Updated: Aug 10, 2020
Taking a look in the mirror and choosing to be actively anti-racist
by Maddy Carlson
Growing up, I knew I wasn’t racist. I didn’t think my family was racist, even if some of them said some “questionable” things. We grew up learning that Abraham Lincoln freed all the slaves and Martin Luther King Jr. ended segregation. We thought there were only a few racists left in the country. And that was it.
We were taught that If you knew you were “good,” that was enough. If you were kind enough, liberal enough, recycled enough, went to the “good” schools, said your “pleases” and “thank yous” enough, then you were fine and everyone knew where you stood.
I knew I wasn’t racist and I thought that was enough. But it isn’t. It’s not enough to be a passive ally. And I’m sorry I thought it was. It shouldn’t have taken a movement like this for me to actively share my thoughts on social media. It’s not enough to know that you aren’t racist, you need to show up, listen, learn, and be loud about your support. You need to live it everyday.
I have lived in Washington, Wisconsin, and now North Carolina. Racism is still everywhere and we need to acknowledge that. We cannot pretend racism is not real for every Black person in this country. They are facing this every day. I saw a video on social media of an 11-year-old Black girl throwing her hands up in the air because a cop car pulled over while she was in a park playing! We saw Tye Anders drive to his grandmother’s house while being pulled over because he was so afraid he was about to die. That is fear and white people are privileged to not fear for our lives daily.
I think about my future kids with everything I do. I think about how my actions today will affect them, and I think about what they’ll learn from me. I’ve been thinking about that a lot lately, as we live through this movement. When my kids grow up I want them to see their mom as a strong woman who helps others, who stands up for what's right, and who treats others with respect wherever I am. I want them to know that I don’t know everything but that I’m learning everyday from the people around me.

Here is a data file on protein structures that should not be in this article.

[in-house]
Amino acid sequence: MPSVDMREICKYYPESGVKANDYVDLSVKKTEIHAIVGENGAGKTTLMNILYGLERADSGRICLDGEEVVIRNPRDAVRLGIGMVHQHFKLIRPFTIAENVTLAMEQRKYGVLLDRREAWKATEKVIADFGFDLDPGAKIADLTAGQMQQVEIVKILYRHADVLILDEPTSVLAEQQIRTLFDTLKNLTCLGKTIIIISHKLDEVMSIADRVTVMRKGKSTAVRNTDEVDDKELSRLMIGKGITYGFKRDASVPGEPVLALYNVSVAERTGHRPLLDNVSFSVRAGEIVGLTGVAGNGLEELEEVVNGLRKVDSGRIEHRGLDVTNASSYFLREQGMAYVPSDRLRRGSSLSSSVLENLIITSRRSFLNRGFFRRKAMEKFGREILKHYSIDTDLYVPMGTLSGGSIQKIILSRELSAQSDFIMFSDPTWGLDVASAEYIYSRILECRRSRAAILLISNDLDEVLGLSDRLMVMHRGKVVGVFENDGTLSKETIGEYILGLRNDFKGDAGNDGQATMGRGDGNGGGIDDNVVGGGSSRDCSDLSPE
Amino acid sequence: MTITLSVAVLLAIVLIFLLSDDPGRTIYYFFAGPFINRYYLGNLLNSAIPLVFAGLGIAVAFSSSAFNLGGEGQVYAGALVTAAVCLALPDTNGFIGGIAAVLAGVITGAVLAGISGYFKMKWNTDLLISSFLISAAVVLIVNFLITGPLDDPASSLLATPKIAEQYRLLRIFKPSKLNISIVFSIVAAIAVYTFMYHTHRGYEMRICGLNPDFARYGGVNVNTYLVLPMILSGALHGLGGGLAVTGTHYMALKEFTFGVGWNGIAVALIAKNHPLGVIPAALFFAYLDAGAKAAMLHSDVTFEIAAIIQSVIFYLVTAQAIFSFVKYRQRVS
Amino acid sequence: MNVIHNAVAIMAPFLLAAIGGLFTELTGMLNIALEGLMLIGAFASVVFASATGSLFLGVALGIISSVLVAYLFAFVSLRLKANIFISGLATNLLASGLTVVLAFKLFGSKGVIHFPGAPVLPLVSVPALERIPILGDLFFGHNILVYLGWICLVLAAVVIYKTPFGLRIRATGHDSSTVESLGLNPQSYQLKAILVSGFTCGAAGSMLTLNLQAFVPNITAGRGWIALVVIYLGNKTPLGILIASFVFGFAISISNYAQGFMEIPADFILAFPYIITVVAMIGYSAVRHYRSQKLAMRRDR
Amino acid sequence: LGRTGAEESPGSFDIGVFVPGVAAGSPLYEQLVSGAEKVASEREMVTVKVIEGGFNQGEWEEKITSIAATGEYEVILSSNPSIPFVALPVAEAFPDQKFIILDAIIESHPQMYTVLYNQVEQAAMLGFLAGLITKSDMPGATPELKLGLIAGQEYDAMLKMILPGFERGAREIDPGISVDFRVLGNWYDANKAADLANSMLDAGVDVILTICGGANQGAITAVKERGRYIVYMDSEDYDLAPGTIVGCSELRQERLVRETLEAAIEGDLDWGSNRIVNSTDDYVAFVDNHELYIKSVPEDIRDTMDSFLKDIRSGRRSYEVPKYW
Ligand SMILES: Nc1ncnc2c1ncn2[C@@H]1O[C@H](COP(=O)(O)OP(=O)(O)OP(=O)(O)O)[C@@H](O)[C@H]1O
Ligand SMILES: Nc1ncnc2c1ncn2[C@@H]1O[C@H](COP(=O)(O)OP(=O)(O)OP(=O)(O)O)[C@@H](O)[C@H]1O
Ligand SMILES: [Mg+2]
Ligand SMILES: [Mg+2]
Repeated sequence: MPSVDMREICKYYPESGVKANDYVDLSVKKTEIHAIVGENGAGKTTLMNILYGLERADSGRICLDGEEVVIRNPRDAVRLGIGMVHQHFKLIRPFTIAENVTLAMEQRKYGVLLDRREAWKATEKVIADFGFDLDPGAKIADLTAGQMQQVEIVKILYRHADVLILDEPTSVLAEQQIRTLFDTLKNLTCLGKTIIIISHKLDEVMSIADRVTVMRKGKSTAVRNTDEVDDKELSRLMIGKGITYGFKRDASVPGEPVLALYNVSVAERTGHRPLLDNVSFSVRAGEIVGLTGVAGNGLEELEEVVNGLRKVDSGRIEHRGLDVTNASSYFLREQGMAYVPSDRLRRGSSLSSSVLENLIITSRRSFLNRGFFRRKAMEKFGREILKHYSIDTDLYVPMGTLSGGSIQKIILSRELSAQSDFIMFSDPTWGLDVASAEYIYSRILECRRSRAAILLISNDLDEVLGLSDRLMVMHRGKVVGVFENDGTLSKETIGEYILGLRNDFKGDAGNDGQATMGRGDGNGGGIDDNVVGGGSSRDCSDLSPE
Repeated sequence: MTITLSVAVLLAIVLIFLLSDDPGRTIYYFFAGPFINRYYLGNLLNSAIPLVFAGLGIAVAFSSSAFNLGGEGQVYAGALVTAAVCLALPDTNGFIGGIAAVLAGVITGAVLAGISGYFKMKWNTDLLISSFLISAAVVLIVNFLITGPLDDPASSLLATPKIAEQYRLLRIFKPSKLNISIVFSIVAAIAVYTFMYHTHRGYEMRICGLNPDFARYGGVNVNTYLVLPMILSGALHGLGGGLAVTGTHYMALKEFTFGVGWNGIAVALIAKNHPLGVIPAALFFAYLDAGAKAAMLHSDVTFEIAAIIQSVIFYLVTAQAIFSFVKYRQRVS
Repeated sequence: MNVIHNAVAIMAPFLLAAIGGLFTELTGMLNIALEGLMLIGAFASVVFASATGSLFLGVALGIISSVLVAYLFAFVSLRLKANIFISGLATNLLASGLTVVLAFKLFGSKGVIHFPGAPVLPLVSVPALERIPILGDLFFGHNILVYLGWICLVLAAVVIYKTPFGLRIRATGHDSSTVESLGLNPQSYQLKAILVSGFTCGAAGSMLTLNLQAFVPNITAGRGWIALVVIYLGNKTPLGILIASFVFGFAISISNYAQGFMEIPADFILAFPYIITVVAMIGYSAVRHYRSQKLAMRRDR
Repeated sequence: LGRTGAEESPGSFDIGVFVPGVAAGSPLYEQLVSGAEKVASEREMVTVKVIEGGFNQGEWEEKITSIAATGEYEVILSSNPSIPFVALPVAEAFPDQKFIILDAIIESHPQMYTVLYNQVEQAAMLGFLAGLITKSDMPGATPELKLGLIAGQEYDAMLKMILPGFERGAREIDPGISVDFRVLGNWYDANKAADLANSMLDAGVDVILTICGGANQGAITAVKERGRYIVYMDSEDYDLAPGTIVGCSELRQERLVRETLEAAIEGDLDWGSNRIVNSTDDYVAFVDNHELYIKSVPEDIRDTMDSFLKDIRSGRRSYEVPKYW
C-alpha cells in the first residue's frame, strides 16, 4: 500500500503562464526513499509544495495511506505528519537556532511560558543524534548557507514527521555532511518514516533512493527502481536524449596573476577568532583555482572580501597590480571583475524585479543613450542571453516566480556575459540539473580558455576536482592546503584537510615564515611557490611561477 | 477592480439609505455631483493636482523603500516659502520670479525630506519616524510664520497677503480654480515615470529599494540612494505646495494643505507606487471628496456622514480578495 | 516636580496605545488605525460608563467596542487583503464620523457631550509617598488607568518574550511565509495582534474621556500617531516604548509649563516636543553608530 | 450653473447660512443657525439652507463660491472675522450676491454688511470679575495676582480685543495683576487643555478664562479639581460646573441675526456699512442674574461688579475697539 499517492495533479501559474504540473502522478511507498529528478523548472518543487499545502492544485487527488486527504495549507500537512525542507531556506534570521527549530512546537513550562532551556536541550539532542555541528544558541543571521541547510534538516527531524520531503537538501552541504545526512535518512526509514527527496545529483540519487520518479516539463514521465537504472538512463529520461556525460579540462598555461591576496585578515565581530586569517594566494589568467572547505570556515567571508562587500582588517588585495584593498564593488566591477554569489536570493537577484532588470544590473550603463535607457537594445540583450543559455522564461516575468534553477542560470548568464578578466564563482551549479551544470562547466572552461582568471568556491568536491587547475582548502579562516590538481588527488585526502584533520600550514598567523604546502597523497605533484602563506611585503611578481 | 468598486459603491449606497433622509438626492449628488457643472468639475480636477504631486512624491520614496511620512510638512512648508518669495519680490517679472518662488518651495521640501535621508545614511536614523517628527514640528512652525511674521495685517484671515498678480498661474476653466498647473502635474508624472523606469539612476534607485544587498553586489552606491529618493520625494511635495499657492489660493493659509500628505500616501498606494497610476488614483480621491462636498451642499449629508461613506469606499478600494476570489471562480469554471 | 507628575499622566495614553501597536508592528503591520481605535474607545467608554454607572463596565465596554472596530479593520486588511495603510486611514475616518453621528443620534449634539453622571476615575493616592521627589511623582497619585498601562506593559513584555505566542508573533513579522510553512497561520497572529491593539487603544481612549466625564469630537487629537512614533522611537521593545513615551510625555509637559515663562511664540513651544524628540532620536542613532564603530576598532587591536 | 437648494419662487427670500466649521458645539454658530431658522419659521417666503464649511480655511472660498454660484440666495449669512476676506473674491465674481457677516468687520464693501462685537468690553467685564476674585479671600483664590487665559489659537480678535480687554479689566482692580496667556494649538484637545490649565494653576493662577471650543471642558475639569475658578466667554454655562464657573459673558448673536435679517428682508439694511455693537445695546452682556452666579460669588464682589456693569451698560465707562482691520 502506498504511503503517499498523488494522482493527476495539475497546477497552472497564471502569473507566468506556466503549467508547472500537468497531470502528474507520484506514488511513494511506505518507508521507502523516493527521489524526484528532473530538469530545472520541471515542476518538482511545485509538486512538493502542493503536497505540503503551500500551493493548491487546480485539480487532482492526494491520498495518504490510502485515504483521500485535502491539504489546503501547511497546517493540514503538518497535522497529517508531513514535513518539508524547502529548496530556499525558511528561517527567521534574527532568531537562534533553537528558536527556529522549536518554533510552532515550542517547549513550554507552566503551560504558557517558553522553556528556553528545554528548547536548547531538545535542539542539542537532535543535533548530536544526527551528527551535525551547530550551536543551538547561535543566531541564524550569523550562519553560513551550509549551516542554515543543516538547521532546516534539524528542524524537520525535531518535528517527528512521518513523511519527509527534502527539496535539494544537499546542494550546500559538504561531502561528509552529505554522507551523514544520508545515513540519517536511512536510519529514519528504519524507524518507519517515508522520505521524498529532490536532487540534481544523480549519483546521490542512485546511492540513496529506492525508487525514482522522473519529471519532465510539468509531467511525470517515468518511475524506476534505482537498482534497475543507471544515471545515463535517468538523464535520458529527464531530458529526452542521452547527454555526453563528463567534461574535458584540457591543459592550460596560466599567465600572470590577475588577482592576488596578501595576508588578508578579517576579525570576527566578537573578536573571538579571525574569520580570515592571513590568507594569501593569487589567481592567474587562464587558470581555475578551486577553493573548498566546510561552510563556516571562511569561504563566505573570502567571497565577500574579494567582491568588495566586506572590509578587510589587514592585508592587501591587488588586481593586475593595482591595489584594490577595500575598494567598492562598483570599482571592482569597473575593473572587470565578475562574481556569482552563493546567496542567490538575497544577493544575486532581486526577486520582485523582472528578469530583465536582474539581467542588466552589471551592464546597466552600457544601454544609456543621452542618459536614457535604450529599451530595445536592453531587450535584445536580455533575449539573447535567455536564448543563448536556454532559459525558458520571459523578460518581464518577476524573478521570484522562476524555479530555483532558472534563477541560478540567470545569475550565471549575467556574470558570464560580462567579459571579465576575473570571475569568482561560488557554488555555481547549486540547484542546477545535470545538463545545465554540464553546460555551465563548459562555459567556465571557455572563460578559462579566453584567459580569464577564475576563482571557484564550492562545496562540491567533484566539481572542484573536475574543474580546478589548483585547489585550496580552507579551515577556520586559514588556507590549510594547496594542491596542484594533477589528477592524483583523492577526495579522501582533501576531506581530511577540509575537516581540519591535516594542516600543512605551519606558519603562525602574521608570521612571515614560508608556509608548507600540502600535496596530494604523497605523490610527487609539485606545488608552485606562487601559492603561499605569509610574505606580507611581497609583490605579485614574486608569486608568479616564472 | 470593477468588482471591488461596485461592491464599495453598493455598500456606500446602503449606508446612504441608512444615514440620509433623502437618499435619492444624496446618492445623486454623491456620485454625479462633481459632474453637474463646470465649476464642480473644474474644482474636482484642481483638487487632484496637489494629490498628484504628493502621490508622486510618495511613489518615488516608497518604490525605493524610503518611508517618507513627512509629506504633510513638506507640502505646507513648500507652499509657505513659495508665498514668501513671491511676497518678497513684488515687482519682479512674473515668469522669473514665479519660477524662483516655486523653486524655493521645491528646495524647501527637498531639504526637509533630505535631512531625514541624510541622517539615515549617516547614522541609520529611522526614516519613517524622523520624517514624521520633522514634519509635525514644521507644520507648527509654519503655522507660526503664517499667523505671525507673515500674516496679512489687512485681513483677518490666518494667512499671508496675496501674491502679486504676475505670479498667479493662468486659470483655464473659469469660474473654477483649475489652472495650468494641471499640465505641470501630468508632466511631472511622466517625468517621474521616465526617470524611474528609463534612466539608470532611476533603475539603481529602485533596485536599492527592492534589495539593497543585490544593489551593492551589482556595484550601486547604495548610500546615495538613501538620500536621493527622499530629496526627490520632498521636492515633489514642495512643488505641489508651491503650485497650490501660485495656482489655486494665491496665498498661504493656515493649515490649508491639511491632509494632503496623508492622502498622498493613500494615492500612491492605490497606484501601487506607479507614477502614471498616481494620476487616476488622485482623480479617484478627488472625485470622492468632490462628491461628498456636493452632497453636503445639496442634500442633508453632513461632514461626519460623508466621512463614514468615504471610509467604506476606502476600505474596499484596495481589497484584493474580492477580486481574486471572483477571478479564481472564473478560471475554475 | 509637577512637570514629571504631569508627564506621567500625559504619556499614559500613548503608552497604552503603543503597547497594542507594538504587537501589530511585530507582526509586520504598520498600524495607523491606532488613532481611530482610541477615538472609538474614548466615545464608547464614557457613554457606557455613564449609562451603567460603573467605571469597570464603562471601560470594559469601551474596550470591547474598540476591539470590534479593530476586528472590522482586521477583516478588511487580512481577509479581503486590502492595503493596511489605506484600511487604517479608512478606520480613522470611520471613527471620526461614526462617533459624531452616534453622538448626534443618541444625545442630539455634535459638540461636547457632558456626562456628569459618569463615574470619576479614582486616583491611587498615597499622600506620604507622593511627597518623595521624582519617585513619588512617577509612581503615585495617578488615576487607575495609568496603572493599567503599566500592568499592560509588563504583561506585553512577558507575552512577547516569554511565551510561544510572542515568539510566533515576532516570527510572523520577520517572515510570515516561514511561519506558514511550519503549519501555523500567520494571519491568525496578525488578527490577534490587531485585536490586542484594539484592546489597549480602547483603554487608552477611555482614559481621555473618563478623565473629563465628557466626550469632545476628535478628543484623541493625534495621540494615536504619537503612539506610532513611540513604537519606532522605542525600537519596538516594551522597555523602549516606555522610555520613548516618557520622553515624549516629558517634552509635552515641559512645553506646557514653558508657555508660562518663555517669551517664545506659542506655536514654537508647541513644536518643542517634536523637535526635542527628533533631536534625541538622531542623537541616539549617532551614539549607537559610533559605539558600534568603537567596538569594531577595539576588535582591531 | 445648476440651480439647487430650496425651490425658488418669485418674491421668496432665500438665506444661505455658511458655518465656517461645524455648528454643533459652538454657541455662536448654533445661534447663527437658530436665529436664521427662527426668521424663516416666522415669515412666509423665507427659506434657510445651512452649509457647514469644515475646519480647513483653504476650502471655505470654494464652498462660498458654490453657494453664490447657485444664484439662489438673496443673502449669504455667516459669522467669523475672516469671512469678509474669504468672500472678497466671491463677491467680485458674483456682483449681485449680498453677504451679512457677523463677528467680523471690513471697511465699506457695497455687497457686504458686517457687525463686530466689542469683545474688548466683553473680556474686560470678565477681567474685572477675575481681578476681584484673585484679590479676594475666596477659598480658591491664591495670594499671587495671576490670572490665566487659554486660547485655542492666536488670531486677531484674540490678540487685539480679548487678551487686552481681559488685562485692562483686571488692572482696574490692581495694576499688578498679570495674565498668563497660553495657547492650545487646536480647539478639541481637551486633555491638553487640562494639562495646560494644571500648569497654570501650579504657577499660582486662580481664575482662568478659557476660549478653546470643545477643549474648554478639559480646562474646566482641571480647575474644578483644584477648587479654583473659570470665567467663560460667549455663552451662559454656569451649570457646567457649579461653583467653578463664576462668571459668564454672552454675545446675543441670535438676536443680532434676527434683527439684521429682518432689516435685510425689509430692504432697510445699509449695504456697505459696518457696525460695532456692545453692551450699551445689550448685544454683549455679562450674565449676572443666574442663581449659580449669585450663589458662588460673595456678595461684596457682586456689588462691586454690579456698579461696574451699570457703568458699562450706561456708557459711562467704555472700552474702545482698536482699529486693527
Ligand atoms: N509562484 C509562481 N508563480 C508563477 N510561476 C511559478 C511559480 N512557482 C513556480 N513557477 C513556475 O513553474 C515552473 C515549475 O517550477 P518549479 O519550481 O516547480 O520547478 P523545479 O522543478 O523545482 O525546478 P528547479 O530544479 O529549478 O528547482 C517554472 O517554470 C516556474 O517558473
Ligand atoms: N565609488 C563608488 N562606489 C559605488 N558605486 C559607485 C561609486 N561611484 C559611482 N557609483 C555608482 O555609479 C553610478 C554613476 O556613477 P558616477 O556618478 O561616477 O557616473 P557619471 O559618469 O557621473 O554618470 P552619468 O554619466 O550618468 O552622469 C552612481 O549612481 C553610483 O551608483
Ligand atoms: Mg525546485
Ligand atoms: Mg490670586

I want them to be loving and accepting. I want them to know that even though this world can seem dark, that the love and light they bring to others makes it a bit brighter. They will know to show up for Black lives and all other lives that have been marginalized in our destructive history, because this movement isn’t just a moment in time, this is how we become better as a whole.
In order to set this kind of example for my future children, I need to work hard every day to learn more, support more, and listen more.
It’s not an easy road ahead of us and we have so many changes to make. It is not the responsibility of the Black community to teach us or help us unlearn our racial biases, we need to step up and make changes alongside them. We need to follow the lead of our Black friends and family, and then maybe we can create real change